Text size

Long Live Competition 1: The Bank Hapoalim money-laundering scandal made headlines in all the newspapers, but the handling of Vladimir Gusinsky varied greatly. Yedioth Ahronoth carried a big picture of him on the front page and another on an inside page, and he was presented as the "central suspect in the affair". In Haaretz, he was the lead story's headline with a headshot on the front page, as well as a picture in the paper's business supplement "TheMarker."

In Maariv, Gusinsky's role in the affair is much humbler. He appears in small print, with no photo, as one of three "tycoons involved in the matter being investigated." Gusinsky is a shareholder in Maariv.

Long Live Competition 2: When the deportation of illegal aliens began, some "social types" said it was not just and wouldn't help, because Israelis wouldn't agree to take cleaning jobs anyway. But yesterday an Israeli cleaning woman from Tel Aviv, a mother to three, said "since the foreign workers were expelled, our lives are better. If I once didn't dare make a peep and asked for just NIS 30 per hour, today I can ask for NIS 40 and for special cleaning for the Passover holiday even NIS 50 - and I get it."

And that is how it is supposed to work: the competition for household help raise their salaries, which will attract more Israeli workers who will break the cycle of unemployment.

Long Live Competition 3: Recent research by the International Monetary Fund indicates that privately held banks are better-run that state-owned banks. The research looked at many countries with various economic systems over long periods of time.

The reason is that competition increases with privatization.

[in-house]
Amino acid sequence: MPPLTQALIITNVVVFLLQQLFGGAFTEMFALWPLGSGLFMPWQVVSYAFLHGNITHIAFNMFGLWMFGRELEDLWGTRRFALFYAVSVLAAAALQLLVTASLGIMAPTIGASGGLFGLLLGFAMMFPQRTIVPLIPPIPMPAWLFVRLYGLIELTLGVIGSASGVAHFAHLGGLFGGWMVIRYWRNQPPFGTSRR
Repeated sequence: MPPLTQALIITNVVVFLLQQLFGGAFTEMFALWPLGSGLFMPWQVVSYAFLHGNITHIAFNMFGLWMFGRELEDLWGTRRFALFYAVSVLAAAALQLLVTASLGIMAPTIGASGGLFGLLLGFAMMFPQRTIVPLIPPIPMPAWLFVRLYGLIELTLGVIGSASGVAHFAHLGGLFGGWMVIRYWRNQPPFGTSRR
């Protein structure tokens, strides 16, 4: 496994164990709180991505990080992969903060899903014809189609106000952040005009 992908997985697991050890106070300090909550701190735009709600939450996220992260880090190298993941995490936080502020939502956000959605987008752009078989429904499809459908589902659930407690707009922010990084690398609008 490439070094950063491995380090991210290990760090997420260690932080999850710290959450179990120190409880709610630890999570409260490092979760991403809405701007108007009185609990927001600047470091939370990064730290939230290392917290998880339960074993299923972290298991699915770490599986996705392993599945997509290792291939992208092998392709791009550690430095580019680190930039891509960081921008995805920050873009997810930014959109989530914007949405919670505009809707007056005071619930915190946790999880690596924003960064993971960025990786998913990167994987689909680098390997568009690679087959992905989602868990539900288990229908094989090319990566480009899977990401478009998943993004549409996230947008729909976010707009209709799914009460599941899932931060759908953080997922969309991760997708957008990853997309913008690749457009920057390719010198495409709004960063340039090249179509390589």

Long Live Competition 4: Major German bank Deutsche Bank did not profit off its acquisition of 6.5 percent of Bank Leumi. It sold the shares to its own clients at less than it paid the state, and when you calculate that in with the commission it received, the bank closed the transaction with virtually no profit.

That is the power of competition. The very offering of the deal to six major international entities forced them to bid close to market price, reducing profit margins to next to nothing.

It also became clear that the bank's economists didn't make a good deal for its clients. Bank Leumi shares traded six months ago at 25 percent below their current rate.

They weren't bought then. Which also proves that it is impossible to rely even on the banks' economists.

Long Live Competition 5: Arava farmers say that if the state provides them with another 10 million cubic meters of water, they will be able to increase agricultural exports. Ahrele Devorai, a farmer from Moshav Paran, says: "There are clients hungry for our goods, we get orders we cannot fill because we don't have enough water." They estimate that the additional water would make it possible to increase exports by NIS 70 million.

The solution is simple: stop subsidizing water to farmers and cancel quotas. The minute the price of water is realistic, there will be no need for bureaucrats to decide on quotas. Efficient farmers will buy more water and total agricultural exports will rise - good for the country and for the farm sector.

A veteran farmer from the Arava moshav Ein Yahav told me he is willing to pay a realistic price for water, if he could just get his hands on all the water he needs. This should be the next revolution: competition in the water sector.